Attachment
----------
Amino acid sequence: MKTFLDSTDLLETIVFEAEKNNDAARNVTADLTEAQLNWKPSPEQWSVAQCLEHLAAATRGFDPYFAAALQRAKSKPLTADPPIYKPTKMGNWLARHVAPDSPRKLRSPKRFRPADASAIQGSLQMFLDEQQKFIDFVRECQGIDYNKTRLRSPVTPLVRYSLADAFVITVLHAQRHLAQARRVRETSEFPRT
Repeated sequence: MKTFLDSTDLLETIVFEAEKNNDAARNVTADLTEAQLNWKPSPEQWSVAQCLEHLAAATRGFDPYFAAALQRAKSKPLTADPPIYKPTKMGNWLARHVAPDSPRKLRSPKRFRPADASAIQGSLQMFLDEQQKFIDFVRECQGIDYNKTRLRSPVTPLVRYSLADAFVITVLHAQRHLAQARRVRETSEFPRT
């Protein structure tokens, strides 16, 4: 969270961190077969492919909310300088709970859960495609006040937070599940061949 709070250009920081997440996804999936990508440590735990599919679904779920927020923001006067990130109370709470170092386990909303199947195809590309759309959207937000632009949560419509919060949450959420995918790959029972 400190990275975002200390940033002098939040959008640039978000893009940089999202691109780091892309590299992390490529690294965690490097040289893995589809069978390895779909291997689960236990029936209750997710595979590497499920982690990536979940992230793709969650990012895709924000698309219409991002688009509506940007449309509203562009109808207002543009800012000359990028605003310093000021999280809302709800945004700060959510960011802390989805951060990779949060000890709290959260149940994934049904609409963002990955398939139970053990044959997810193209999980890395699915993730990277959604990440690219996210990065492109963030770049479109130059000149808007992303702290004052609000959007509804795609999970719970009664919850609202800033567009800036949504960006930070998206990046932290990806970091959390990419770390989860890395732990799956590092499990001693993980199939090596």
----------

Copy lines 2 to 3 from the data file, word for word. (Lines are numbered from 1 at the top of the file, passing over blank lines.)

Repeated sequence: MKTFLDSTDLLETIVFEAEKNNDAARNVTADLTEAQLNWKPSPEQWSVAQCLEHLAAATRGFDPYFAAALQRAKSKPLTADPPIYKPTKMGNWLARHVAPDSPRKLRSPKRFRPADASAIQGSLQMFLDEQQKFIDFVRECQGIDYNKTRLRSPVTPLVRYSLADAFVITVLHAQRHLAQARRVRETSEFPRT
């Protein structure tokens, strides 16, 4: 969270961190077969492919909310300088709970859960495609006040937070599940061949 709070250009920081997440996804999936990508440590735990599919679904779920927020923001006067990130109370709470170092386990909303199947195809590309759309959207937000632009949560419509919060949450959420995918790959029972 400190990275975002200390940033002098939040959008640039978000893009940089999202691109780091892309590299992390490529690294965690490097040289893995589809069978390895779909291997689960236990029936209750997710595979590497499920982690990536979940992230793709969650990012895709924000698309219409991002688009509506940007449309509203562009109808207002543009800012000359990028605003310093000021999280809302709800945004700060959510960011802390989805951060990779949060000890709290959260149940994934049904609409963002990955398939139970053990044959997810193209999980890395699915993730990277959604990440690219996210990065492109963030770049479109130059000149808007992303702290004052609000959007509804795609999970719970009664919850609202800033567009800036949504960006930070998206990046932290990806970091959390990419770390989860890395732990799956590092499990001693993980199939090596």